The Kaiser Chiefs returned to New York City on the final leg of their world tour promoting the 2014 album Education Education Education & War, one of the best albums of last year. I first saw them a decade ago; they were playing a tiny club in Brooklyn, I think, on a postage stamp-sized stage. I hit the bathroom right before the set and there was a guy in what seemed a British schoolboy uniform (not quite AC/DC, but definitely not New York); well, either summer vacation had come early or here was one of the band members, playing in a club so small the act didn't even have a dressing room. They took the stage and blew through an impassioned set, lifting the audience off the ground during an extended jam on their hit song "I Predict A Riot." The set was short, but heck, they only had one album.
Now, here they are a decade later and with five studio albums under their belt. Lead singer Ricky Wilson made the intimate venue of Irving Plaza feel like a stadium as he prowled the stage, climbed up anything not tied down, played to the crowd with a showman's abandon (he definitely picked the right career) and generally felt like a conquering hero, even though the band has inexplicably not matched the commercial smash of their first CD. This time they had plenty of terrific songs that are proven crowd-pleasers and after a fully satisfying set and encore, the night was over. I glanced at my watch and to my shock only 80 minutes had passed. Never confuse quantity with quality; if you'd told me they had played for two hours I would have believed you and besides, one thing was clear -- Kaiser Chiefs had given their all.
One of the smartest bands around, they began with "The Angry Mob," a wonderfully cheeky sing-along in which the crowd happily chants: "We are the angry mob/ We read the papers every day/ We like who we like/ We hate who we hate/ But we're also easily swayed."
Throughout their career, the Kaiser Chiefs have skewered too-cool irony and quickly distracted attention spans. Their music matters, always, even when having a laugh, which made their late set cover of the Who wholly appropriate. "Everything Is Average Nowadays" and the terrific put-down "Every Day I Love You Less And Less" continue in that vein, punching through their generation's default setting of indifference to demand that everything doesn't have to be average and maybe it's yourself you love less and less, not your girlfriend.
Wilson amusingly introduced their new single "Falling Awake" by saying only four people in the world can do it justice live in concert... and he's not one of them. He paused before some of the big notes, almost making you wish he'd saved it for the end since the tune threatened to stretch his voice to the limit. While not as slick as the studio take, it had an energy and vulnerability that made this ready-made single more vulnerable and interesting to me.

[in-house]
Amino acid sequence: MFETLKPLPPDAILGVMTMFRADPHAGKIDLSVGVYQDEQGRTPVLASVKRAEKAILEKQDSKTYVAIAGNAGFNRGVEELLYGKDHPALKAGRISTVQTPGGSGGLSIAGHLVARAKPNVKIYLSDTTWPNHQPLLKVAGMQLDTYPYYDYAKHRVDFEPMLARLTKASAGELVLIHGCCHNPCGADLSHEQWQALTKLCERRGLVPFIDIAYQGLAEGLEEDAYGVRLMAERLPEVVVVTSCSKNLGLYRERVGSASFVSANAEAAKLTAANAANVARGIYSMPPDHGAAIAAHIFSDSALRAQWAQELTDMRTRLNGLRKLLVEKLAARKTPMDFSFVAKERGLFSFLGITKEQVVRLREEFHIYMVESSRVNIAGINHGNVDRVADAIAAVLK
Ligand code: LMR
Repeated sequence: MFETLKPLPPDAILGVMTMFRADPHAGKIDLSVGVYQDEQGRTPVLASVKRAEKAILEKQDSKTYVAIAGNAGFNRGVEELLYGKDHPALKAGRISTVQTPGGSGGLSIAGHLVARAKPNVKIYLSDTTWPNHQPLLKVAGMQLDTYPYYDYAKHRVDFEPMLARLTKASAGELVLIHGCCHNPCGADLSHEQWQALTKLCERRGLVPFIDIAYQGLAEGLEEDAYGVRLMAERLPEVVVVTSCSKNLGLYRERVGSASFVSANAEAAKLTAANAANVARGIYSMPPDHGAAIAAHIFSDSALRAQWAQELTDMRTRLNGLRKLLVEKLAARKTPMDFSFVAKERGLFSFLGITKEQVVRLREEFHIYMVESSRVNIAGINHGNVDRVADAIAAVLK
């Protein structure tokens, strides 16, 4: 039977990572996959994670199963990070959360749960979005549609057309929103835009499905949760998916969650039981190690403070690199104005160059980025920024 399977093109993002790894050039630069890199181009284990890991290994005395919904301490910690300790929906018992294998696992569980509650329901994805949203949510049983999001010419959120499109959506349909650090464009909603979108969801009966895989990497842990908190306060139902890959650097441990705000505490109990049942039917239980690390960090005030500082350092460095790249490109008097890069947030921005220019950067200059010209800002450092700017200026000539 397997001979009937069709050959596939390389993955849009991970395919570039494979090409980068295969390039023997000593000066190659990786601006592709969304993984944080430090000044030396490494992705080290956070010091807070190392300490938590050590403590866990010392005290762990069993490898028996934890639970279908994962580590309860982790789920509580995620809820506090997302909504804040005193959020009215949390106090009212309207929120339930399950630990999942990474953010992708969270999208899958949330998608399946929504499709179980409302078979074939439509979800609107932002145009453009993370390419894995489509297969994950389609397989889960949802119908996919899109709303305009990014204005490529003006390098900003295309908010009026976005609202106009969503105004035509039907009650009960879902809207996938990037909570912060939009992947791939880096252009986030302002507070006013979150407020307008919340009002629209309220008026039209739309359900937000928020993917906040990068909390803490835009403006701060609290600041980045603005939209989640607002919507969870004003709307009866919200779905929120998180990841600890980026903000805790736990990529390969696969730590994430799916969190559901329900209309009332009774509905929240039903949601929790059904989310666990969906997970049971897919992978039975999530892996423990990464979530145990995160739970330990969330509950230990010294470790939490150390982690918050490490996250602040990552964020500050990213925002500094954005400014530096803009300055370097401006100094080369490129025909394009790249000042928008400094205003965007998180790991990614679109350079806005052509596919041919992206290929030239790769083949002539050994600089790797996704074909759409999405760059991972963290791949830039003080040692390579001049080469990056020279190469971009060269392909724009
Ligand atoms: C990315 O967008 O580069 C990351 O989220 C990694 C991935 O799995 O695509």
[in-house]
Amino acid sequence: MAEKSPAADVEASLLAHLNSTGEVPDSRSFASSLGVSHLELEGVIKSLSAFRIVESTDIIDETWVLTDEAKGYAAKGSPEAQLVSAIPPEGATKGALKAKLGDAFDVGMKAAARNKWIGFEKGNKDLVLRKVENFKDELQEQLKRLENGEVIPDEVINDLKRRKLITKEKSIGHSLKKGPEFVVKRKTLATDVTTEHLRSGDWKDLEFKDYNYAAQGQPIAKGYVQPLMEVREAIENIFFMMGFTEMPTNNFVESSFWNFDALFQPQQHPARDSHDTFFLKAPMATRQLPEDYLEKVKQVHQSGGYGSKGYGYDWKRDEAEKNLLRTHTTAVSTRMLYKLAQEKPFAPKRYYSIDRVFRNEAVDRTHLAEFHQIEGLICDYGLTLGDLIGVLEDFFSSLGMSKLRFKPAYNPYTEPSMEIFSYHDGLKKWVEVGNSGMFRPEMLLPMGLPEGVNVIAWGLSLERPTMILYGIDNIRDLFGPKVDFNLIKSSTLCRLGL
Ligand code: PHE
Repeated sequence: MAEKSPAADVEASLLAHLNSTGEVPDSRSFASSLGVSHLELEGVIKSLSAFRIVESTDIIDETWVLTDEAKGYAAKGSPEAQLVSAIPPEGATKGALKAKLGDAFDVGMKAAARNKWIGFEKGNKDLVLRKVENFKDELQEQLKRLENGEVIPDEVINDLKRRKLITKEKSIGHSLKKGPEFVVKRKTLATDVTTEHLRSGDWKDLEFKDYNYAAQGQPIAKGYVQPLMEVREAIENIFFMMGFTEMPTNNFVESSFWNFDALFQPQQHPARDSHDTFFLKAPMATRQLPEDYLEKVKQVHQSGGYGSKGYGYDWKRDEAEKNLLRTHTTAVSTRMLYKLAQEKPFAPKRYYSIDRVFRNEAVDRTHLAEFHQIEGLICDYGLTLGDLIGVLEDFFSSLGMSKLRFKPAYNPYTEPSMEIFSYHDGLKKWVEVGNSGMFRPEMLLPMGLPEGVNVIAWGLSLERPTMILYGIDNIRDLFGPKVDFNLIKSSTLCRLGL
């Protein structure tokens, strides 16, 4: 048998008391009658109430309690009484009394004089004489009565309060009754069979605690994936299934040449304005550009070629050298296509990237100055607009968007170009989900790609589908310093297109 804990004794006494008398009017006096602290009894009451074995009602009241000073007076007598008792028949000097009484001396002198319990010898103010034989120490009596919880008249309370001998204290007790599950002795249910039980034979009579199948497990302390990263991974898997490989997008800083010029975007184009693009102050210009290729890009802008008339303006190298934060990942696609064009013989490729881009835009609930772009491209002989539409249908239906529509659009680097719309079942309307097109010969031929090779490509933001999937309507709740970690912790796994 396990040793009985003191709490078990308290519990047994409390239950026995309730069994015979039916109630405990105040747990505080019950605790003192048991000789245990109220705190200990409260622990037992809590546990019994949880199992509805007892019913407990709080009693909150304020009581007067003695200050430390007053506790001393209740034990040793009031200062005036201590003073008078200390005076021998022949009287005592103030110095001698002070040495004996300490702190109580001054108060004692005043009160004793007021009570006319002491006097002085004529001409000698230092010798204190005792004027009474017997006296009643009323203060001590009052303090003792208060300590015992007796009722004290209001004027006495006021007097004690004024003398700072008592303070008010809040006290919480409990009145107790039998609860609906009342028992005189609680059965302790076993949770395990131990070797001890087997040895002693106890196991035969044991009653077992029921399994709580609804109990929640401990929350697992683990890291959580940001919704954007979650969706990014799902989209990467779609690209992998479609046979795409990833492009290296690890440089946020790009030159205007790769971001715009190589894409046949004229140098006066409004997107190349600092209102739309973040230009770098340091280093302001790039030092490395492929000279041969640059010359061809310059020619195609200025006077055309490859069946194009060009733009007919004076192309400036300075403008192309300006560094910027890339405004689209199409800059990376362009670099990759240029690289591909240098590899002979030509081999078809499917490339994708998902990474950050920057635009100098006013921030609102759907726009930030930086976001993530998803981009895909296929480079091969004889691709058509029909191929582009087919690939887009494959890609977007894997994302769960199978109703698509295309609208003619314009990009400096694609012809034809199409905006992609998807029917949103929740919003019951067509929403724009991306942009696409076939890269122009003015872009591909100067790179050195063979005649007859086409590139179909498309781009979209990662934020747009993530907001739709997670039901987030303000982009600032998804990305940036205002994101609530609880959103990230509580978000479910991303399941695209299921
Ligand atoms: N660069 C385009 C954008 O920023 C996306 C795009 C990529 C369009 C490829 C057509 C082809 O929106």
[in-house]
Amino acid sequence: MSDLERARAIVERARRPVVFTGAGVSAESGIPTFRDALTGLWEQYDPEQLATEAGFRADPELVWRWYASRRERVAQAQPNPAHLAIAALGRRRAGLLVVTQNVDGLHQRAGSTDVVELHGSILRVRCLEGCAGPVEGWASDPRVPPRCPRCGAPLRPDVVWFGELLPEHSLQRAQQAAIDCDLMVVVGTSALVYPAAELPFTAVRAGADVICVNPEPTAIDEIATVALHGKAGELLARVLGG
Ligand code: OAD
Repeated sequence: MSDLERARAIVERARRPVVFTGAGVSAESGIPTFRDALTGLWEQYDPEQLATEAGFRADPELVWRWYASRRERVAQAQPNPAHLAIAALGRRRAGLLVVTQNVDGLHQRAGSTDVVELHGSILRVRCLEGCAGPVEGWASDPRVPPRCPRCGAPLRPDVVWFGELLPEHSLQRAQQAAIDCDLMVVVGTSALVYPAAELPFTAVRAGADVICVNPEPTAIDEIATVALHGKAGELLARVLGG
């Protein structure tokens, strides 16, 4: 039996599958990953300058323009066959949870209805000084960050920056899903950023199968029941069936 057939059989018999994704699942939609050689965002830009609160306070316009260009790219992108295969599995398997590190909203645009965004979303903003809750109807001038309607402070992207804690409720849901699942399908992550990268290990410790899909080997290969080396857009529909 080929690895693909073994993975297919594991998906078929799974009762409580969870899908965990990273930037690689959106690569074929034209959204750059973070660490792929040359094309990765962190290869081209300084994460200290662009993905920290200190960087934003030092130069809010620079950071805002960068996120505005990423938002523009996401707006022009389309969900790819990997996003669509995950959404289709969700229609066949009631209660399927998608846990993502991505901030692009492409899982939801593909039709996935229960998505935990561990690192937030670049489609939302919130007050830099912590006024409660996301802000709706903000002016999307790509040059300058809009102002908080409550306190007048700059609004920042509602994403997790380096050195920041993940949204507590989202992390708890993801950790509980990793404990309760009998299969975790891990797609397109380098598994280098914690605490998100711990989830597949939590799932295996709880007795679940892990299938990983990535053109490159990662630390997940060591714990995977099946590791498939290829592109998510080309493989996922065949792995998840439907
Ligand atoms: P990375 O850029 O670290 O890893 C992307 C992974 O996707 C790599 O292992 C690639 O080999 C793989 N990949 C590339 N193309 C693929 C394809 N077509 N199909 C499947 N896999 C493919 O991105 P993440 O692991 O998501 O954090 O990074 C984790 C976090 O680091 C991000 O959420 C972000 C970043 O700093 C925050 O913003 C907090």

This is a real band, with the tight crew delivering throughout. But clearly Wilson is the ringleader, the center of attention, as all rock star lead singers must be. He joked with the crowd about them being hip and thus too cool to take part in audience participation. "So if I said, 'Woo-hoooooo!' then you would go..." And of course they chimed right in. Drawing waves of applause with raised arms, twirling and kicking over and slapping down the mike stand, playing and tossing aside tambourines, Wilson was fully in charge of the night.
The parade of great tunes continued, climaxing with their smash hit "Ruby," a thunderous "I Predict A Riot" and an excellent cover of "Pinball Wizard." (Will rock fans in the future need footnotes to know what pinball is and why never tilting is an impressive accomplishment?) Then they capped it with the emotional track "Coming Home" from their new album, followed quickly by a too-brief two song encore of "Misery Company" and "Oh My God."
They've had a curious career, marked by massive immediate success that calmed down to a solid core fan base. Their latest album debuted at #1 in the UK but only "Coming Home" scraped into the Top 40. In the US, they've never broken through, despite a tight, hook-laden sound that would fit neatly alongside everyone from Fall Out Boy to Green Day. And like the best bands, they deliver in concert, even if they didn't play "The Factory Gates," an album track from Education Education Education & War that would be a perfect campaign song for Senator Bernie Sanders.
Fans can't help feeling a little spoiled. Wilson and his bandmates should be prowling the stage of Madison Square Garden behind multi-platinum success; instead we get to see them up close at Irving Plaza. You never know when that will change and a song might suddenly click and skyrocket them up the charts again. So catch them on tour in Boston or Canada before they head back to the UK and some final dates. Eighty minutes rarely feels so satisfying.
Note: Michael Giltz WAs provided with tickets to the concert with the understanding that he would write a review.
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